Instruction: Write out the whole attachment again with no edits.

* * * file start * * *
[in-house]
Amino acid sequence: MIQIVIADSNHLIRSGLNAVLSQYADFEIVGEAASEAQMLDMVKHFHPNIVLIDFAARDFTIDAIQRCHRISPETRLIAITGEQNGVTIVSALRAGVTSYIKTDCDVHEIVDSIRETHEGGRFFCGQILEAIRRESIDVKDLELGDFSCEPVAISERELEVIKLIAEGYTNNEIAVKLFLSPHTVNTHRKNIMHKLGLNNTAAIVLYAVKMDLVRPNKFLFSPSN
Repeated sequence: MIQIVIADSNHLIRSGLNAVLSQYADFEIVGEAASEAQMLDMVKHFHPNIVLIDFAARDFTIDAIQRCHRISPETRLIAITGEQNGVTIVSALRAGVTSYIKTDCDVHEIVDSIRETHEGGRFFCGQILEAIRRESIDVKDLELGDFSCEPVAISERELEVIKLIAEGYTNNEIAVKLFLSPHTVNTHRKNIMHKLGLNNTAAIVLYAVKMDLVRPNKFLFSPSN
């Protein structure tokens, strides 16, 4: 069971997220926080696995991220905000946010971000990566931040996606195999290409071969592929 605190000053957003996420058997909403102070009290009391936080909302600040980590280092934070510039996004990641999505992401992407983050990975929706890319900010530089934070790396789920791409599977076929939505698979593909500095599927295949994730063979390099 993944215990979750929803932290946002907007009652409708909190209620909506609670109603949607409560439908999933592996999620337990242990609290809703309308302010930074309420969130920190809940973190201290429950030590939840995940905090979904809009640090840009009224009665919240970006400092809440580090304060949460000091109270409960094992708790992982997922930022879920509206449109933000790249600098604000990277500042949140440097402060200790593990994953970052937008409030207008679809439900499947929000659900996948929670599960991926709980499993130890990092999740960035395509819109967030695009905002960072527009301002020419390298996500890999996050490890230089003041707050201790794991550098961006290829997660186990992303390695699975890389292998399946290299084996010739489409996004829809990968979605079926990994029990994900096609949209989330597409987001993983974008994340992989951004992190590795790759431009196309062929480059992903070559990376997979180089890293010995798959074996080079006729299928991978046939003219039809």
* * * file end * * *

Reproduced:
[in-house]
Amino acid sequence: MIQIVIADSNHLIRSGLNAVLSQYADFEIVGEAASEAQMLDMVKHFHPNIVLIDFAARDFTIDAIQRCHRISPETRLIAITGEQNGVTIVSALRAGVTSYIKTDCDVHEIVDSIRETHEGGRFFCGQILEAIRRESIDVKDLELGDFSCEPVAISERELEVIKLIAEGYTNNEIAVKLFLSPHTVNTHRKNIMHKLGLNNTAAIVLYAVKMDLVRPNKFLFSPSN
Repeated sequence: MIQIVIADSNHLIRSGLNAVLSQYADFEIVGEAASEAQMLDMVKHFHPNIVLIDFAARDFTIDAIQRCHRISPETRLIAITGEQNGVTIVSALRAGVTSYIKTDCDVHEIVDSIRETHEGGRFFCGQILEAIRRESIDVKDLELGDFSCEPVAISERELEVIKLIAEGYTNNEIAVKLFLSPHTVNTHRKNIMHKLGLNNTAAIVLYAVKMDLVRPNKFLFSPSN
């Protein structure tokens, strides 16, 4: 069971997220926080696995991220905000946010971000990566931040996606195999290409071969592929 605190000053957003996420058997909403102070009290009391936080909302600040980590280092934070510039996004990641999505992401992407983050990975929706890319900010530089934070790396789920791409599977076929939505698979593909500095599927295949994730063979390099 993944215990979750929803932290946002907007009652409708909190209620909506609670109603949607409560439908999933592996999620337990242990609290809703309308302010930074309420969130920190809940973190201290429950030590939840995940905090979904809009640090840009009224009665919240970006400092809440580090304060949460000091109270409960094992708790992982997922930022879920509206449109933000790249600098604000990277500042949140440097402060200790593990994953970052937008409030207008679809439900499947929000659900996948929670599960991926709980499993130890990092999740960035395509819109967030695009905002960072527009301002020419390298996500890999996050490890230089003041707050201790794991550098961006290829997660186990992303390695699975890389292998399946290299084996010739489409996004829809990968979605079926990994029990994900096609949209989330597409987001993983974008994340992989951004992190590795790759431009196309062929480059992903070559990376997979180089890293010995798959074996080079006729299928991978046939003219039809």